With a maximum wingspan of 135mm the Death's head Hawkmoth, Acherontia atropos, is one of the largest European moths, second only in size to the Giant peacock moth.
Its name comes from the patterning on the thorax that resembles a skull. This specimen came to rest on a beam by the ceiling in our sitting room. (Click on any of the images to enlarge them).
The larvae feed on plants of the Solanaceae family, particularly potato. Adults enter beehives by emitting a pheromone similar to the smell of the honey bees and gain access to the honey.
Around the Picos the Death's head Hawkmoth fly in August/September although in warmer parts of Spain and southern Europe they become bivoltine and also fly in spring. The mottled design is ideal for camouflage among dying leaves or on the bark of trees. (I've previously found an adult moth on a tomato plant).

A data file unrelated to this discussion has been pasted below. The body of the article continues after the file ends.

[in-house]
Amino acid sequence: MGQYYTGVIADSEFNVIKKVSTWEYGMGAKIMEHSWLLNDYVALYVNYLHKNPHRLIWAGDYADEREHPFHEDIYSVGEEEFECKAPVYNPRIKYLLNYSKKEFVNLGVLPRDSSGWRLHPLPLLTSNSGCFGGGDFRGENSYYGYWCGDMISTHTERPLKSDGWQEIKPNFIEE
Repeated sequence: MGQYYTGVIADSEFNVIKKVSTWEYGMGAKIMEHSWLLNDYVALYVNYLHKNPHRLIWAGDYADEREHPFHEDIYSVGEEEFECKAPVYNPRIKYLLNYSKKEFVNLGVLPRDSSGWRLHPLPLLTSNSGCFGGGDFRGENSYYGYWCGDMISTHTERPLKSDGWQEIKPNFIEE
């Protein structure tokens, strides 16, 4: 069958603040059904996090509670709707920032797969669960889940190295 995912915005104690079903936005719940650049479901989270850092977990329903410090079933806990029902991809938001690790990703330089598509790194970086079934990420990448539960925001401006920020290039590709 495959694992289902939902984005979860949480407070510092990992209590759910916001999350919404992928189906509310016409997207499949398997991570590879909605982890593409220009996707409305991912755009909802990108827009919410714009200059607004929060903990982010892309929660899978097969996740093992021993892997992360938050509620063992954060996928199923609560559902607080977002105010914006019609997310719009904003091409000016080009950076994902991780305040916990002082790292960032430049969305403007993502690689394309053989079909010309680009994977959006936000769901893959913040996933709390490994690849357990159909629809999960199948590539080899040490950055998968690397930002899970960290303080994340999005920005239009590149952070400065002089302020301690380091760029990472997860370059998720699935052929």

When alarmed Acherontia atropos can let out a high-pitched squeek and the abdomen (not shown here) becomes brighter. I didn't put this one to the test.